Some of these young people may have been accompanied by friends and family on the odd occasion, but most were alone and often in desperate situations. "Some of these people were brought to the hospital via ambulance or police escort, or they themselves thought it was serious enough to seek medical attention," she says.
A lot of young people in Winnipeg don't seek medical attention unless it's the last resort. Woodward says she has heard stories of youth putting their broken fingers back in place or re-adjusting their nose on their own because they didn't want to go to the hospital. "Usually the hospital isn't the first place they want to be."
But once they are in Emergency, quite often there's a unique window of opportunity to reach out. "For a lot of the younger guys, it's a real teachable, scary moment to be in the hospital," Snider says.
Even the most hardened gang members shed the mediafed stereotypes. "Some of the most polite patients are the young guys that have been injured by violence," Snider says. "Once you start talking to them and showing them that you respect them, it becomes very clear that these kids don't want to be in this position."
And their needs can be quite complex once they've left the Emergency Department. Those with gang affiliations who want to leave the lifestyle behind often need to find a new place to live. "I think a lot of the public think that youth make a conscious choice to be part of a gang," she says. "Unfortunately, for a lot of these kids, joining a gang may have felt like the safest option at the time. For others, close family members were involved and, gradually, they were too."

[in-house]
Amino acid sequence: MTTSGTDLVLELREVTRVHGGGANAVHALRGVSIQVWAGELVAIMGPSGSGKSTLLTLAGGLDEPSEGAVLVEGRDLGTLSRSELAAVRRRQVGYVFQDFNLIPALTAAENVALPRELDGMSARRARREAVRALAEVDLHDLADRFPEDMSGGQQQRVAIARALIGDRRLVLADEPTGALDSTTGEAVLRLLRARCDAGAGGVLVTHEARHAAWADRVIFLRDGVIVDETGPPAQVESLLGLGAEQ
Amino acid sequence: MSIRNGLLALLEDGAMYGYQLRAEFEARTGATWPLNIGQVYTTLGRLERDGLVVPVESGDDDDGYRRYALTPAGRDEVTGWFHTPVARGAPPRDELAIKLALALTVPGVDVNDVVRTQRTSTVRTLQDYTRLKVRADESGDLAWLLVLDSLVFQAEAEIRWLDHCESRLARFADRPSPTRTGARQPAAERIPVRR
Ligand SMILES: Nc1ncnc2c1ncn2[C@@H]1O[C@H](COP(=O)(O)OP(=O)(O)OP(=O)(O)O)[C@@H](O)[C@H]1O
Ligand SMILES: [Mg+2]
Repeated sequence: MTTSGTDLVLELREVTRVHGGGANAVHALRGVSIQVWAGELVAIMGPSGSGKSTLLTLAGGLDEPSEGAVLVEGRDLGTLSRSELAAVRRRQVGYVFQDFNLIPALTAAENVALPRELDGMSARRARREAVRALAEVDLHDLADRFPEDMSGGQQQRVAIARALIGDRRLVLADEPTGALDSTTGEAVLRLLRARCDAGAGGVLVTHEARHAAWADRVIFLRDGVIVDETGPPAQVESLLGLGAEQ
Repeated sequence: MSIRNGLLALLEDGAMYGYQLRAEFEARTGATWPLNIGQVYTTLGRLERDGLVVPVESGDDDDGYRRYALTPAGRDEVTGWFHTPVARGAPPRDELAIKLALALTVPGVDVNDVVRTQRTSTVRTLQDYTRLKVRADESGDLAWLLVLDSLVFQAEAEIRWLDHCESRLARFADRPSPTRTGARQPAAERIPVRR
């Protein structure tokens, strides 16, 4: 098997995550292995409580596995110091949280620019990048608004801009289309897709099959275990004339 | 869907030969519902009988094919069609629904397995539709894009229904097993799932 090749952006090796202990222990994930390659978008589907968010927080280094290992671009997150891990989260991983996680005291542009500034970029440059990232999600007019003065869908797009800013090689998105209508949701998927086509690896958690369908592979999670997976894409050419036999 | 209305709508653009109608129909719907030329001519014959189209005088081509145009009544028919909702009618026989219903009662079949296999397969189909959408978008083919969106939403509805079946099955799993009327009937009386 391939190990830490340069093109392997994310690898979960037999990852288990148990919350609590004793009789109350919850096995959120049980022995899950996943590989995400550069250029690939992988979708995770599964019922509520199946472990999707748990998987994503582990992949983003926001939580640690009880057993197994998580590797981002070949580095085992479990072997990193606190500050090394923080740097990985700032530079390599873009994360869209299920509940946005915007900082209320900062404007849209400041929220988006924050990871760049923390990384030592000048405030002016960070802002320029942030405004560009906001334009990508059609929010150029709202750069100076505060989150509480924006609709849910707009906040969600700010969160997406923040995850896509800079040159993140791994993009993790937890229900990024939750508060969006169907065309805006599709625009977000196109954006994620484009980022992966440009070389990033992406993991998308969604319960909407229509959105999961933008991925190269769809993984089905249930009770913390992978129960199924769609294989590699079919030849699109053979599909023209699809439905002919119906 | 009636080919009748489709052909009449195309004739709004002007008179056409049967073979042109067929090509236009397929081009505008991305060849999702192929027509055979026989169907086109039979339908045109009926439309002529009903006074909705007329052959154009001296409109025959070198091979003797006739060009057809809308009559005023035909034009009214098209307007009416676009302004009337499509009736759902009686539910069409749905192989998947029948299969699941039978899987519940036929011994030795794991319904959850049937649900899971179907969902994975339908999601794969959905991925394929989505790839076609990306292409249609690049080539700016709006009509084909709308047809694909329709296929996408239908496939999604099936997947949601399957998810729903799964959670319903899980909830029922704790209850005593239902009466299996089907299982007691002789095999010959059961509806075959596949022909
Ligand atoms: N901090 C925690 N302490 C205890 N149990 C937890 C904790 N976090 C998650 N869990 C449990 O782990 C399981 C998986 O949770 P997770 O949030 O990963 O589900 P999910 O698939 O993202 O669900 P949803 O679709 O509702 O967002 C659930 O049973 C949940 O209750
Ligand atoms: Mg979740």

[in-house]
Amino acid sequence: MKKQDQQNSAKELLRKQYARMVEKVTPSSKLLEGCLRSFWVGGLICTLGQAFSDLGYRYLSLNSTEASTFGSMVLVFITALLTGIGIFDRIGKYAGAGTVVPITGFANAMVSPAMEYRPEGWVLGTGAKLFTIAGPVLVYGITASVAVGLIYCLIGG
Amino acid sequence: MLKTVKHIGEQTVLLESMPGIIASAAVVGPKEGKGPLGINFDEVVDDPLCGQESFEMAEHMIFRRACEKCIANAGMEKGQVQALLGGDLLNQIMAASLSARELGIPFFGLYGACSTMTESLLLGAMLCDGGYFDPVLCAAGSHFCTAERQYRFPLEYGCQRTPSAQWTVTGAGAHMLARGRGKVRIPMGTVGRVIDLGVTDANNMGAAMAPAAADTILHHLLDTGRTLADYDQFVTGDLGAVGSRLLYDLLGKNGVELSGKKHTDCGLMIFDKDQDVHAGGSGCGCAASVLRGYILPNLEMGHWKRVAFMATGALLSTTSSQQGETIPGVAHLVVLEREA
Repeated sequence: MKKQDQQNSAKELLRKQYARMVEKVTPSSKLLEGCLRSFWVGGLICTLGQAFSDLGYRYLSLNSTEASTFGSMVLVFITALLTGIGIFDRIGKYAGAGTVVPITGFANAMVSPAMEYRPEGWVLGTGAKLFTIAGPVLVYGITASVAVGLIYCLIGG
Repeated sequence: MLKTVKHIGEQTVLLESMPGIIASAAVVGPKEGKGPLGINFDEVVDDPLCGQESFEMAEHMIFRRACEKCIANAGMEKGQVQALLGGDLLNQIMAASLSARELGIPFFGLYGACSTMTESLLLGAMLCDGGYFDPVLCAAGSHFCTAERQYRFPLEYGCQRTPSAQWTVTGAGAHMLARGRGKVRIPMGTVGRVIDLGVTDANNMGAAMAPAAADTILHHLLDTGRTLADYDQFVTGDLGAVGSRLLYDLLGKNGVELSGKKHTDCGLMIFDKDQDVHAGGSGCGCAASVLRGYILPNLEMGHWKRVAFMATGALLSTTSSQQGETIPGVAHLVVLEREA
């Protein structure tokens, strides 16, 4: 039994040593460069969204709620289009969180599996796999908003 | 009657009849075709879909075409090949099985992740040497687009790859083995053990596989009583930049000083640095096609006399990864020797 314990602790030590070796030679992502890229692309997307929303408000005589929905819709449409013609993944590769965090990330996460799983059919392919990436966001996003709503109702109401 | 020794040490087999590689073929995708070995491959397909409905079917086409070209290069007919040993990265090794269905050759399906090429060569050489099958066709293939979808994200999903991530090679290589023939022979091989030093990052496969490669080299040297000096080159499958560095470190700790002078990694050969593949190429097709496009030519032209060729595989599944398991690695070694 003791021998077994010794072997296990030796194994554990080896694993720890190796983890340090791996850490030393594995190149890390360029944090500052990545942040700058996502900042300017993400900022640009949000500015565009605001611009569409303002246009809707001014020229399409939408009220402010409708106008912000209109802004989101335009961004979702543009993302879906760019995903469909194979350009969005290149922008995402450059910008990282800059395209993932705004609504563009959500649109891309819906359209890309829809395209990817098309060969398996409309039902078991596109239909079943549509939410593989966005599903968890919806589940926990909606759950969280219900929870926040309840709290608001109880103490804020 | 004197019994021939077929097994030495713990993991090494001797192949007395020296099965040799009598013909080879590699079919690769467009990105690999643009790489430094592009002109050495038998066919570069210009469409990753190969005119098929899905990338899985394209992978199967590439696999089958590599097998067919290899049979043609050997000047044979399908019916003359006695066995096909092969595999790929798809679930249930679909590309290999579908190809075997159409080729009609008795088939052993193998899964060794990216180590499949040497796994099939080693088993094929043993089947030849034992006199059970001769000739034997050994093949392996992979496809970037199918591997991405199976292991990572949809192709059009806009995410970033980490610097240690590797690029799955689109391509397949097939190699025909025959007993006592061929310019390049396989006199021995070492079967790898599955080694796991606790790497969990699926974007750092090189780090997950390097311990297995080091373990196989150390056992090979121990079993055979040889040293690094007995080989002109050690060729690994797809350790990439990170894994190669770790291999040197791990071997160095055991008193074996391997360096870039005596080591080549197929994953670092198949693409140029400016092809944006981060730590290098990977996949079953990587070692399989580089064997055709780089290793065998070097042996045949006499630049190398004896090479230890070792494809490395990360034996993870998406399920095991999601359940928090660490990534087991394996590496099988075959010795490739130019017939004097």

By no means is gang affiliation black and white either. "A lot of people are early gang-involved, high-risk of being gang-involved or peripherally gang-involved," she says. "It's a very complex spectrum."
And those who choose to leave are at even higher risk of injury. "There is a risk when you decide to leave a gang of being beaten up as part of a gang exit because you can be privy to things that are only known to the gang," she says. "We've done a lot of thinking about how best to keep a youth who chooses to exit from a gang safe."
A large component of developing an enhanced care model is trying to meet youth where they live - not so much geographically, but psychologically and emotionally.
"What is very clear is that the person who comes to this youth at the bedside has to have either significant experience working with youth affected by violence or may themselves have ‘lived experience,' meaning they've been involved in gangs or violence when they were younger and have since turned their lives around," Snider says. "There's very much a role model, mentoring aspect to the support worker role."
Once a patient agrees to participate, he or she will be given a basic mobile phone and plan, thanks to a partnership with Rogers, Snider says. "They can text back and forth with the support worker," she says. "We'll also be using it for research follow-up purposes, so once a month we will ask if they have safe housing, or are attending school or working."
More than anything, the research project will employ a community-based approach to provide ongoing support. Snider says while their injuries are acute and need immediate treatment, the long-term harm is often a deeper problem, its roots embedded in much larger social problems.
In the past, social determinants of health, such as housing and poverty, were largely ignored when it came to medical care for injuries caused by violence. But research in the U.S. - which has the highest injury by violence rates in the developed world - has shed new light on how to address the problem.
"Violence is now looked at as a public health problem," Snider says.
Chicago-based epidemiologist Gary Slutkin is a pioneer in this field. He has conducted groundbreaking research and helped spearhead innovative and effective programs aimed at stemming the tide of violence in some of America's most violence-plagued neighbourhoods, including Chicago's South Side.